eCars, Electric cars, eMobility

Semi-autonomous cars harbor more dangers

Semi-autonomous cars harbor more dangers
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Christian Boas

Modern cars include more and more autonomous systems such as lane keeping assistants and cruise control: Soon, people will probably only sit as watchdogs at the wheel of largely autonomous vehicles to intervene in exceptional situations.

“We are not good at this monitoring function,” warns Daniël Heikoop, behavioral psychologist at the TU Delft.

Because this largely passive role has a drowsing effect, as shown by practical tests with a Tesla.

Tesla
Current Tesla models offer an autopilot, which takes the human driver almost everything. This is exactly what could become the standard scenario for the near future, before truly fully autonomous vehicles become everyday without a driver. However, the role of the passive controller at the wheel carries a serious risk, according to Heikopp.

“That’s extremely boring. People are not good at it, “explains Heikopp.

This is exactly what has been shown in experiments with a Tesla in Coventry. In the course of these experiments, drivers watched an autopilot-operated Tesla on the highway for 35 minutes. Measurements of subjects’ heartbeats and eye movements have shown that they slow down – people were practically nodding. Even with experiments with a driving simulator have observed this phenomenon. The drivers, who are not completely awake, in the case of the cases can not react very fast, is obvious.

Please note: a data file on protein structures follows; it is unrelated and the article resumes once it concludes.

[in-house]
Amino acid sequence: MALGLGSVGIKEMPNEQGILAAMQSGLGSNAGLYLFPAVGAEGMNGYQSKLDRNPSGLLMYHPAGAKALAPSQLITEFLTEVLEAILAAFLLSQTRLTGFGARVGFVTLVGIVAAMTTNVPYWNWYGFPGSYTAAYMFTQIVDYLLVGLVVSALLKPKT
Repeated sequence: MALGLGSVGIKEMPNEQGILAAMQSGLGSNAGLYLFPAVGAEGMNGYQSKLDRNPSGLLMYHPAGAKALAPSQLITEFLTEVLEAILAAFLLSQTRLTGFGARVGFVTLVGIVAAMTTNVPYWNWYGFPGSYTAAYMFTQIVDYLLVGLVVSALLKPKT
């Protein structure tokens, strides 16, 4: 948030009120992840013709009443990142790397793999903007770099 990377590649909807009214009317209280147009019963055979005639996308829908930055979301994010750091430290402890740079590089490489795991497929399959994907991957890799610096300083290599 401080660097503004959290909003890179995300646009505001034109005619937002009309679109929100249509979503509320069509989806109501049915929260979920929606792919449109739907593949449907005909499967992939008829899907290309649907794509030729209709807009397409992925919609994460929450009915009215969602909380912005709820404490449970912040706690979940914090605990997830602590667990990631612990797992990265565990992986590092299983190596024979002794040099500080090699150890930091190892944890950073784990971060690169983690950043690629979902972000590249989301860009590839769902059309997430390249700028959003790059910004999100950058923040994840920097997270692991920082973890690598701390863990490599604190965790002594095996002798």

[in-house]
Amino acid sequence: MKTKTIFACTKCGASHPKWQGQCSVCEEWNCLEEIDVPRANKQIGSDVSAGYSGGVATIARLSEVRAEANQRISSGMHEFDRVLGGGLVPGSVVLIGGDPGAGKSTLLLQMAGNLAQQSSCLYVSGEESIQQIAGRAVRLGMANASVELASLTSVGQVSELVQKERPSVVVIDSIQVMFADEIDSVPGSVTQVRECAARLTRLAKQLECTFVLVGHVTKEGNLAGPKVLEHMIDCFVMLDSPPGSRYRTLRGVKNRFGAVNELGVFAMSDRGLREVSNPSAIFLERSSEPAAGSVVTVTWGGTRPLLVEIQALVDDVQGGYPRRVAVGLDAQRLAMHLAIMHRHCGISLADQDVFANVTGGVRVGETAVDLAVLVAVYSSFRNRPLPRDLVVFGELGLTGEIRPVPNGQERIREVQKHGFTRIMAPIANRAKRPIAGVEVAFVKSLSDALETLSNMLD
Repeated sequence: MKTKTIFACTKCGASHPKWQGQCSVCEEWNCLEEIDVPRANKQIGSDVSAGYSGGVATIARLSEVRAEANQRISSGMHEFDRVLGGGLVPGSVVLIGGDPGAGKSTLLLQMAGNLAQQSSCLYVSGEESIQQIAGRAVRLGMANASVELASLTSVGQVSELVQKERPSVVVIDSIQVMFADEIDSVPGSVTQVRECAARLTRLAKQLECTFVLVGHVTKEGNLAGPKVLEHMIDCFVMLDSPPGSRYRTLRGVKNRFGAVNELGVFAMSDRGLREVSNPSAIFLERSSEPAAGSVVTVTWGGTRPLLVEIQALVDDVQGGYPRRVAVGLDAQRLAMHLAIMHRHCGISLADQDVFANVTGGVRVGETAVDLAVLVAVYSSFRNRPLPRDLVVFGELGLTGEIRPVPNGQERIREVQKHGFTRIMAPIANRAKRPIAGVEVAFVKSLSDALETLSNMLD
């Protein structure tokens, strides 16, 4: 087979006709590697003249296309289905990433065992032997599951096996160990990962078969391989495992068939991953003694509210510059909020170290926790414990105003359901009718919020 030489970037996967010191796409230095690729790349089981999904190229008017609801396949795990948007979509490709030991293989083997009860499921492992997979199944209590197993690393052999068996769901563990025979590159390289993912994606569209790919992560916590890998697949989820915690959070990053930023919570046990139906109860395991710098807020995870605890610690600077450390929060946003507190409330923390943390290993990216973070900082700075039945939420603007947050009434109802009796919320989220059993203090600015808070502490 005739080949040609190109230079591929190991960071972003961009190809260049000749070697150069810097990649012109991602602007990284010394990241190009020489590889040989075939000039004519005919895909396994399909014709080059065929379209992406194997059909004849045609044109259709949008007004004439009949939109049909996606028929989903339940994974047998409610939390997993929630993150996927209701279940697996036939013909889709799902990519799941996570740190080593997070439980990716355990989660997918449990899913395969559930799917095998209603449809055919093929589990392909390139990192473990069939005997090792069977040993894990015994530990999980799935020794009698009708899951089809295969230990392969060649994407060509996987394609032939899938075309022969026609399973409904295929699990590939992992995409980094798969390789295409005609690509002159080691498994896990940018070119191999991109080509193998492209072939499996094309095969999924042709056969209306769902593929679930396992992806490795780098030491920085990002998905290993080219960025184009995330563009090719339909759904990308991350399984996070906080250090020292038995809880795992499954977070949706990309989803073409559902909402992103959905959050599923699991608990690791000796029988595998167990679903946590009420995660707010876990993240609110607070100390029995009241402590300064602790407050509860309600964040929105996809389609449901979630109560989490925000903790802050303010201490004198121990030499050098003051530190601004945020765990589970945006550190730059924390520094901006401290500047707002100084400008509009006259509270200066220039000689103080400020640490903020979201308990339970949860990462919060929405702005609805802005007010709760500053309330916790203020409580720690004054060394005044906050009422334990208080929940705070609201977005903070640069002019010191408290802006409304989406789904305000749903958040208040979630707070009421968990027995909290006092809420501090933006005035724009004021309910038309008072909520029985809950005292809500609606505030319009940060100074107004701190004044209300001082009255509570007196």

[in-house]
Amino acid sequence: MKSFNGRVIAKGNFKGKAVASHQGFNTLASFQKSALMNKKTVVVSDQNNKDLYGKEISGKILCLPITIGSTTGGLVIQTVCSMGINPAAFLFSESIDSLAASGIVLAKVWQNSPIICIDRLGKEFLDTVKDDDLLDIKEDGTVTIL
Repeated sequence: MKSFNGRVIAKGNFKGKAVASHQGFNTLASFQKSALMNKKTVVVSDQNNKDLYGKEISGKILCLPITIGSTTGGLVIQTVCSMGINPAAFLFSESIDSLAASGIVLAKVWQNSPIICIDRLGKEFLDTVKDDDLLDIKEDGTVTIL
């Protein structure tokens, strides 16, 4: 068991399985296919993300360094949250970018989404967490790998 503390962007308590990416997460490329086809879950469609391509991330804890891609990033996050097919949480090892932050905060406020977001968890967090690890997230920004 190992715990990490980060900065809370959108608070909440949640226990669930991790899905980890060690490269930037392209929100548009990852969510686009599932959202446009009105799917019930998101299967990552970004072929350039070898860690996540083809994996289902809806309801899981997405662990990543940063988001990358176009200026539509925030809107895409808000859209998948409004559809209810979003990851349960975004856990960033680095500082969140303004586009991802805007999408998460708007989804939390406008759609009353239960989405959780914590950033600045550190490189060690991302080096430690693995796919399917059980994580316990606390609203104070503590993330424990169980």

Growing challenge
In this case, semi-autonomous vehicles could sometimes demand even more from human drivers than would be the case with self-driving. In order to promote the traffic flow, for example, cars with corresponding assistance systems can keep a small distance, as the human reaction time actually requires. In addition, people are not prepared to monitor largely autonomous cars.

“They do not know what to look for, because they do not understand how an autonomous car works, what it can and can not see,” says Daniël Heikoop.

“The situation we are heading for, where people drive highly automated cars that still need surveillance, is dangerous,” warns the behavioral psychologist.

It might be better to skip this phase altogether and wait for cars to drive fully autonomously. But this still requires advances over the current state of the art, such as sensors that are not as susceptible to interference from too bright sunlight, mud or snow.

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